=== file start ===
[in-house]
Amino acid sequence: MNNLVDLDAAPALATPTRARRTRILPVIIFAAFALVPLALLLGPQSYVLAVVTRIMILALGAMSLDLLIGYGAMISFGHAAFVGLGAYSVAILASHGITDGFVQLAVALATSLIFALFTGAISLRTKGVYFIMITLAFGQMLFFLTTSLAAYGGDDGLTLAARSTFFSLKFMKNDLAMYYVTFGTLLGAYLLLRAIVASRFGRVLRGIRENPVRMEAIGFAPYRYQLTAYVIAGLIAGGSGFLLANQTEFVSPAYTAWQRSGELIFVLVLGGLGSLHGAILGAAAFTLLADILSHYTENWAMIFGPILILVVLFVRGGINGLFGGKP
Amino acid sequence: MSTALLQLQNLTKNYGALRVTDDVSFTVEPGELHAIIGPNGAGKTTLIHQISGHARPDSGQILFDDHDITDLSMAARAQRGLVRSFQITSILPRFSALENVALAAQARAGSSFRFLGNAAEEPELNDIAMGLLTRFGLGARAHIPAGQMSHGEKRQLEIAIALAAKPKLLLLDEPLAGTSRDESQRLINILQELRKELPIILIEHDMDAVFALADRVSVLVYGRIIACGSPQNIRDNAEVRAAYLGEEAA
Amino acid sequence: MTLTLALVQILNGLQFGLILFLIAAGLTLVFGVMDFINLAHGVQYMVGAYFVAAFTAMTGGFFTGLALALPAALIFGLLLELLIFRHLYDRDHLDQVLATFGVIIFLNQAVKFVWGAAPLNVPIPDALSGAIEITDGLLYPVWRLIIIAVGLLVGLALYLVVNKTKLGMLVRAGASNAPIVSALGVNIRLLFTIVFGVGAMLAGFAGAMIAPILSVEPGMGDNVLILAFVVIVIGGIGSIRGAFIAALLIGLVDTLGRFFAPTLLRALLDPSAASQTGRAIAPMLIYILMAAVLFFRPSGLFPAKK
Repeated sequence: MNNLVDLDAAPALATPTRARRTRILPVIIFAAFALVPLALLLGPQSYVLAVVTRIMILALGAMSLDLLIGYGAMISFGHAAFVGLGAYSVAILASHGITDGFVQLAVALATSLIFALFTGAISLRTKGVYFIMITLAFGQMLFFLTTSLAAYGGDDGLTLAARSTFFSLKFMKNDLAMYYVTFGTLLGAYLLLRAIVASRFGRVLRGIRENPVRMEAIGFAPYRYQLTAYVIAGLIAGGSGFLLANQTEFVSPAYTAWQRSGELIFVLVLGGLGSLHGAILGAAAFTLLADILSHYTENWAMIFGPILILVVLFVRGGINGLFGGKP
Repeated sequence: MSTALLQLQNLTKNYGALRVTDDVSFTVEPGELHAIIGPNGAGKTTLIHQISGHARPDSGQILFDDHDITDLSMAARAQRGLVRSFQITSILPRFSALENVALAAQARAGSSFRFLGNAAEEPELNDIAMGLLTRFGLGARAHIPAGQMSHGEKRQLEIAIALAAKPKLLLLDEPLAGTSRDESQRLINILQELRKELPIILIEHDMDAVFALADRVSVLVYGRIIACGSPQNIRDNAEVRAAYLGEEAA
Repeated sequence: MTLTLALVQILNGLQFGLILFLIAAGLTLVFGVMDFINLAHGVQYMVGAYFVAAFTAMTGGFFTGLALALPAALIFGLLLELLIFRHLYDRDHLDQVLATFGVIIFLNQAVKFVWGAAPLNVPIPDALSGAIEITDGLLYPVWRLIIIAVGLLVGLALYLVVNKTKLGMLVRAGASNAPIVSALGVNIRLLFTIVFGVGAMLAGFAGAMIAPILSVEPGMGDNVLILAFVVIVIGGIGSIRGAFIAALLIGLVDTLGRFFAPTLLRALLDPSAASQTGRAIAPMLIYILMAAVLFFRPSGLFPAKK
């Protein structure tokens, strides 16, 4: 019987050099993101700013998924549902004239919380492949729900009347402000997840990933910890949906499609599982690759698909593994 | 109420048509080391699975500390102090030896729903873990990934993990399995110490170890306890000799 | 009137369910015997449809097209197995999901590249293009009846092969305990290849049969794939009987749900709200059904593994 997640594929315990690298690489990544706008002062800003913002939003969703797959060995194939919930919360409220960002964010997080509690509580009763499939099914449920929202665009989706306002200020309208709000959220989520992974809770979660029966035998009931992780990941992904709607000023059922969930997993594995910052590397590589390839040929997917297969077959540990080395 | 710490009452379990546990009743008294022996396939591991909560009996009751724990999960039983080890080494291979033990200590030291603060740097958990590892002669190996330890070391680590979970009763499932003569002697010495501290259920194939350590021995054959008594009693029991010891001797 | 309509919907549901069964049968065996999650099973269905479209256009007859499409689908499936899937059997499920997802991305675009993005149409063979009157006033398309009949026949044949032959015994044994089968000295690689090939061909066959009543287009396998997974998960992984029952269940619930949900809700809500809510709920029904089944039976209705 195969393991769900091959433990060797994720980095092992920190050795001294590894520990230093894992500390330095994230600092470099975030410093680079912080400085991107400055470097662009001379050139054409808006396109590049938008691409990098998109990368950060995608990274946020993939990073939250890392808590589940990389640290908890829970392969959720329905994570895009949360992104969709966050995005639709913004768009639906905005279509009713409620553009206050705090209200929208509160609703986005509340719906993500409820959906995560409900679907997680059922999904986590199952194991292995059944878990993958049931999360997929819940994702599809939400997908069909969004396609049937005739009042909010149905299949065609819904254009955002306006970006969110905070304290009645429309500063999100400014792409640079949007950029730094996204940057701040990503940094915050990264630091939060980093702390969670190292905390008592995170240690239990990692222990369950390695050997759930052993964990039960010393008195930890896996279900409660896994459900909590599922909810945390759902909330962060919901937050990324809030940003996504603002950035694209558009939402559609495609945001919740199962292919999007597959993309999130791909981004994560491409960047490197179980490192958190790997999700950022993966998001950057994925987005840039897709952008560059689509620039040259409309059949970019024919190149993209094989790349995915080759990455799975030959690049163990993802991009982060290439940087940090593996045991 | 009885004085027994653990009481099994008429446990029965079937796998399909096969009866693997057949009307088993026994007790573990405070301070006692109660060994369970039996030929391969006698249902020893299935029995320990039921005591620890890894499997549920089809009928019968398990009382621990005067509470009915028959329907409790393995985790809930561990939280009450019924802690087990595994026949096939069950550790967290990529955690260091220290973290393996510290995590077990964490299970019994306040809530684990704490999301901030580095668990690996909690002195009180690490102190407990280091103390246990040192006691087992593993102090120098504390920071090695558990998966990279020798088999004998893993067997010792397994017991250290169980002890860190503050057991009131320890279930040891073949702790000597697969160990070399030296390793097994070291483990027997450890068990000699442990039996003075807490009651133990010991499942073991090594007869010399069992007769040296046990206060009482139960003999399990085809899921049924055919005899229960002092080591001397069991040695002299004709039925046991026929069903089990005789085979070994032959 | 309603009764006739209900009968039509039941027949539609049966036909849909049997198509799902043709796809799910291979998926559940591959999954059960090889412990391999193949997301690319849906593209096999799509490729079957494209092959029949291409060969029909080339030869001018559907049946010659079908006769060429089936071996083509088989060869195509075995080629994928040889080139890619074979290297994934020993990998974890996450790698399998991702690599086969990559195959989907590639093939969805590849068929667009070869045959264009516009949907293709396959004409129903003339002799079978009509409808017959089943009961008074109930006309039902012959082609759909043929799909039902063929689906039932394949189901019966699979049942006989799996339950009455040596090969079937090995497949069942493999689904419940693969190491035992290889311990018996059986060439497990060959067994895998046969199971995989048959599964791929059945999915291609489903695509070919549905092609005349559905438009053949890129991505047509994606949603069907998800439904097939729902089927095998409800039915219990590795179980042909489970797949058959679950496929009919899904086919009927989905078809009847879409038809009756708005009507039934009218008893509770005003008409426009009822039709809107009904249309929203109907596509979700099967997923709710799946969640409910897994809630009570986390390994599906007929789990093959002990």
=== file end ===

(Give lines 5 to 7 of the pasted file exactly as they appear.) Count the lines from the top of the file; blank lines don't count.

Repeated sequence: MNNLVDLDAAPALATPTRARRTRILPVIIFAAFALVPLALLLGPQSYVLAVVTRIMILALGAMSLDLLIGYGAMISFGHAAFVGLGAYSVAILASHGITDGFVQLAVALATSLIFALFTGAISLRTKGVYFIMITLAFGQMLFFLTTSLAAYGGDDGLTLAARSTFFSLKFMKNDLAMYYVTFGTLLGAYLLLRAIVASRFGRVLRGIRENPVRMEAIGFAPYRYQLTAYVIAGLIAGGSGFLLANQTEFVSPAYTAWQRSGELIFVLVLGGLGSLHGAILGAAAFTLLADILSHYTENWAMIFGPILILVVLFVRGGINGLFGGKP
Repeated sequence: MSTALLQLQNLTKNYGALRVTDDVSFTVEPGELHAIIGPNGAGKTTLIHQISGHARPDSGQILFDDHDITDLSMAARAQRGLVRSFQITSILPRFSALENVALAAQARAGSSFRFLGNAAEEPELNDIAMGLLTRFGLGARAHIPAGQMSHGEKRQLEIAIALAAKPKLLLLDEPLAGTSRDESQRLINILQELRKELPIILIEHDMDAVFALADRVSVLVYGRIIACGSPQNIRDNAEVRAAYLGEEAA
Repeated sequence: MTLTLALVQILNGLQFGLILFLIAAGLTLVFGVMDFINLAHGVQYMVGAYFVAAFTAMTGGFFTGLALALPAALIFGLLLELLIFRHLYDRDHLDQVLATFGVIIFLNQAVKFVWGAAPLNVPIPDALSGAIEITDGLLYPVWRLIIIAVGLLVGLALYLVVNKTKLGMLVRAGASNAPIVSALGVNIRLLFTIVFGVGAMLAGFAGAMIAPILSVEPGMGDNVLILAFVVIVIGGIGSIRGAFIAALLIGLVDTLGRFFAPTLLRALLDPSAASQTGRAIAPMLIYILMAAVLFFRPSGLFPAKK